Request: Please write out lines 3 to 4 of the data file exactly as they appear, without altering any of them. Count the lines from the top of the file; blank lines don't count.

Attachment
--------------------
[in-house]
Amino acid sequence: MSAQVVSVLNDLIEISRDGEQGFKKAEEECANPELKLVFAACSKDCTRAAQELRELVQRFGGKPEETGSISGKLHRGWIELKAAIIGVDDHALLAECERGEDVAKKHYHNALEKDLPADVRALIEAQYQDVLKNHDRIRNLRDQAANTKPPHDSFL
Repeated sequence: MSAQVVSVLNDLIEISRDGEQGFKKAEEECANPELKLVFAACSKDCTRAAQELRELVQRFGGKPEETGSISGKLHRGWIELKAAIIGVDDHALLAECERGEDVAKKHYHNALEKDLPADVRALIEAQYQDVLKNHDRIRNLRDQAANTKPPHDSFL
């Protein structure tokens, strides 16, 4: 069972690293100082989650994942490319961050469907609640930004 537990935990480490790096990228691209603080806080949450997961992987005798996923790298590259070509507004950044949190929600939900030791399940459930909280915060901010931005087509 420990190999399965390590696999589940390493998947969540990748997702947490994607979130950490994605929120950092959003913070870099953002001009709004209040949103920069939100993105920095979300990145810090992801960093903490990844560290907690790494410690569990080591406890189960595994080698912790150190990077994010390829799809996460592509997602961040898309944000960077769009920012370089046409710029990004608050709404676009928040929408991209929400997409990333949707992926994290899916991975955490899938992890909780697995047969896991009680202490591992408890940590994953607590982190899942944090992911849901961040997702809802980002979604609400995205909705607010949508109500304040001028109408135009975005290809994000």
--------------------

Repeated sequence: MSAQVVSVLNDLIEISRDGEQGFKKAEEECANPELKLVFAACSKDCTRAAQELRELVQRFGGKPEETGSISGKLHRGWIELKAAIIGVDDHALLAECERGEDVAKKHYHNALEKDLPADVRALIEAQYQDVLKNHDRIRNLRDQAANTKPPHDSFL
């Protein structure tokens, strides 16, 4: 069972690293100082989650994942490319961050469907609640930004 537990935990480490790096990228691209603080806080949450997961992987005798996923790298590259070509507004950044949190929600939900030791399940459930909280915060901010931005087509 420990190999399965390590696999589940390493998947969540990748997702947490994607979130950490994605929120950092959003913070870099953002001009709004209040949103920069939100993105920095979300990145810090992801960093903490990844560290907690790494410690569990080591406890189960595994080698912790150190990077994010390829799809996460592509997602961040898309944000960077769009920012370089046409710029990004608050709404676009928040929408991209929400997409990333949707992926994290899916991975955490899938992890909780697995047969896991009680202490591992408890940590994953607590982190899942944090992911849901961040997702809802980002979604609400995205909705607010949508109500304040001028109408135009975005290809994000």